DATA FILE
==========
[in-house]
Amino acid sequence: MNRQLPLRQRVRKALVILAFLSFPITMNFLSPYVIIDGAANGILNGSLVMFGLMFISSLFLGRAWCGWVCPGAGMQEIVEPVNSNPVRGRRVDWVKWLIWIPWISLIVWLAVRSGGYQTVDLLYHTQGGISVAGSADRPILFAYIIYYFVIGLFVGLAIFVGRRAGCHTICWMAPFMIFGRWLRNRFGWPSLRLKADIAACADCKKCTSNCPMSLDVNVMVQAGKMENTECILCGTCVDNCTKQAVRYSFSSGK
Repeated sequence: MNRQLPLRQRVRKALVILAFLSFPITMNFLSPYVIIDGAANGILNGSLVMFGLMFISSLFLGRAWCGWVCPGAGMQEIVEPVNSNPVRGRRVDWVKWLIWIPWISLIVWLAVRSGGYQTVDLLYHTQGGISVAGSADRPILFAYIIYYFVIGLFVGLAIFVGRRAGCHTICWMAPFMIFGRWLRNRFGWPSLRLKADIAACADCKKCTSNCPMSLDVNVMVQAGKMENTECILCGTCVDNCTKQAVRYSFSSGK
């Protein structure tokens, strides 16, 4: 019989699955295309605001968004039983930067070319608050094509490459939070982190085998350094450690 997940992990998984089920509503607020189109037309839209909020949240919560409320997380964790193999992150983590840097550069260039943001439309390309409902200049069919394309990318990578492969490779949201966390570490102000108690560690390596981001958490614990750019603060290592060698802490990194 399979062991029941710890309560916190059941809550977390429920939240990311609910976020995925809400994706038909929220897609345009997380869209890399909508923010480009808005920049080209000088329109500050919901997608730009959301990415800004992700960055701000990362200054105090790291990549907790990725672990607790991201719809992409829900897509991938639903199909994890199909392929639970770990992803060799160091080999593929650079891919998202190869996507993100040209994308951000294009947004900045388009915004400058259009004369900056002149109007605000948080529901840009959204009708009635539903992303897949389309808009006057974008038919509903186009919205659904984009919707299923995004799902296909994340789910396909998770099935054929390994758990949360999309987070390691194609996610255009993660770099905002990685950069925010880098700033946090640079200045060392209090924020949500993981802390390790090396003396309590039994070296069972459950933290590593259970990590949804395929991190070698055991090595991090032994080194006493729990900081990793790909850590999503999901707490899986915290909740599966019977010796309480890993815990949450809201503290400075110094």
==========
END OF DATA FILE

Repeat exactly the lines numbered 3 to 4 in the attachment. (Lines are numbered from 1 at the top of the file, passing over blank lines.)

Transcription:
Repeated sequence: MNRQLPLRQRVRKALVILAFLSFPITMNFLSPYVIIDGAANGILNGSLVMFGLMFISSLFLGRAWCGWVCPGAGMQEIVEPVNSNPVRGRRVDWVKWLIWIPWISLIVWLAVRSGGYQTVDLLYHTQGGISVAGSADRPILFAYIIYYFVIGLFVGLAIFVGRRAGCHTICWMAPFMIFGRWLRNRFGWPSLRLKADIAACADCKKCTSNCPMSLDVNVMVQAGKMENTECILCGTCVDNCTKQAVRYSFSSGK
């Protein structure tokens, strides 16, 4: 019989699955295309605001968004039983930067070319608050094509490459939070982190085998350094450690 997940992990998984089920509503607020189109037309839209909020949240919560409320997380964790193999992150983590840097550069260039943001439309390309409902200049069919394309990318990578492969490779949201966390570490102000108690560690390596981001958490614990750019603060290592060698802490990194 399979062991029941710890309560916190059941809550977390429920939240990311609910976020995925809400994706038909929220897609345009997380869209890399909508923010480009808005920049080209000088329109500050919901997608730009959301990415800004992700960055701000990362200054105090790291990549907790990725672990607790991201719809992409829900897509991938639903199909994890199909392929639970770990992803060799160091080999593929650079891919998202190869996507993100040209994308951000294009947004900045388009915004400058259009004369900056002149109007605000948080529901840009959204009708009635539903992303897949389309808009006057974008038919509903186009919205659904984009919707299923995004799902296909994340789910396909998770099935054929390994758990949360999309987070390691194609996610255009993660770099905002990685950069925010880098700033946090640079200045060392209090924020949500993981802390390790090396003396309590039994070296069972459950933290590593259970990590949804395929991190070698055991090595991090032994080194006493729990900081990793790909850590999503999901707490899986915290909740599966019977010796309480890993815990949450809201503290400075110094």